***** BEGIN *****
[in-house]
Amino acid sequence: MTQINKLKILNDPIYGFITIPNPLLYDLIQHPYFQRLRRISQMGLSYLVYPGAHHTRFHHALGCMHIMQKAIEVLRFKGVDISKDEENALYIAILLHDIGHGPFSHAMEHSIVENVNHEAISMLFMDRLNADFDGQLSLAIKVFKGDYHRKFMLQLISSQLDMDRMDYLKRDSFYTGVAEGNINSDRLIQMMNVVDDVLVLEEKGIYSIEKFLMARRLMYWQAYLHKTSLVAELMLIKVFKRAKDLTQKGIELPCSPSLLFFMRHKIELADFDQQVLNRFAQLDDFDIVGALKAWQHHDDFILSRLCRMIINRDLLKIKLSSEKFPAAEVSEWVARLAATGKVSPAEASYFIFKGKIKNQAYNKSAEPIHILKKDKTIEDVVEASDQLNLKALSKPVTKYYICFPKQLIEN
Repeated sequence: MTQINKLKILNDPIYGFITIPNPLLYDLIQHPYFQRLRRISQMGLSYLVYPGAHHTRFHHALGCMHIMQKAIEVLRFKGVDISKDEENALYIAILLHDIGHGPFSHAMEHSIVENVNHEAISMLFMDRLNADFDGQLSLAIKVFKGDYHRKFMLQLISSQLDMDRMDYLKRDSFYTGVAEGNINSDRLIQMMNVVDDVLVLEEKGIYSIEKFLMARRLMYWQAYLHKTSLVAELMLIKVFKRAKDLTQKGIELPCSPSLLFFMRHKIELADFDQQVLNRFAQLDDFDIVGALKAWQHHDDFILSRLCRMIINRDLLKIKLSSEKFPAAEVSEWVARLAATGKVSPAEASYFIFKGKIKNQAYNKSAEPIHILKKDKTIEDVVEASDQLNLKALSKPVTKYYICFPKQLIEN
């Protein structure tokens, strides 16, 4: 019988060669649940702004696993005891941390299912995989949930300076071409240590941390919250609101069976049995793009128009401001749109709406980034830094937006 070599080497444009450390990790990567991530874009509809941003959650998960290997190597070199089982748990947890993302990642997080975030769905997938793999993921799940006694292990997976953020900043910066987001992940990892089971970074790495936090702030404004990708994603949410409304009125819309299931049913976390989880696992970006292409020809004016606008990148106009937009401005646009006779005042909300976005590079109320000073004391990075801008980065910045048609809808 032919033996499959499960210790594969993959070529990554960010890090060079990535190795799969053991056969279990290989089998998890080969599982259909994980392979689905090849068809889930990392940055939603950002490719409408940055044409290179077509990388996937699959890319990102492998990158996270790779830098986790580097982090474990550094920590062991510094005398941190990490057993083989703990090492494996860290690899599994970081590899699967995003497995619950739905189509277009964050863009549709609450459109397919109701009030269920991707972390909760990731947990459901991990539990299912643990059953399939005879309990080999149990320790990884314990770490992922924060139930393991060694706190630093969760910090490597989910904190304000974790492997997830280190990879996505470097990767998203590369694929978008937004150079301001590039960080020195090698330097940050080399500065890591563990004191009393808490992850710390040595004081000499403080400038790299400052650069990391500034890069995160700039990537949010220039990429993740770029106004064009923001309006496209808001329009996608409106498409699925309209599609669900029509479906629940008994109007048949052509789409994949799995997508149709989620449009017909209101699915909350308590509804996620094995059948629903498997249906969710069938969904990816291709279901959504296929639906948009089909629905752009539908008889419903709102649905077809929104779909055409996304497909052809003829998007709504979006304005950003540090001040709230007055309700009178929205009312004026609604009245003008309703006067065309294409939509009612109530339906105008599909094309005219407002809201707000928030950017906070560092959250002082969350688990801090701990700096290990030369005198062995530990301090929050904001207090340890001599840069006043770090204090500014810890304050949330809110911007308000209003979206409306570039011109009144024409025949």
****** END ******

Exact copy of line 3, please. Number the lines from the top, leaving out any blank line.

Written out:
Repeated sequence: MTQINKLKILNDPIYGFITIPNPLLYDLIQHPYFQRLRRISQMGLSYLVYPGAHHTRFHHALGCMHIMQKAIEVLRFKGVDISKDEENALYIAILLHDIGHGPFSHAMEHSIVENVNHEAISMLFMDRLNADFDGQLSLAIKVFKGDYHRKFMLQLISSQLDMDRMDYLKRDSFYTGVAEGNINSDRLIQMMNVVDDVLVLEEKGIYSIEKFLMARRLMYWQAYLHKTSLVAELMLIKVFKRAKDLTQKGIELPCSPSLLFFMRHKIELADFDQQVLNRFAQLDDFDIVGALKAWQHHDDFILSRLCRMIINRDLLKIKLSSEKFPAAEVSEWVARLAATGKVSPAEASYFIFKGKIKNQAYNKSAEPIHILKKDKTIEDVVEASDQLNLKALSKPVTKYYICFPKQLIEN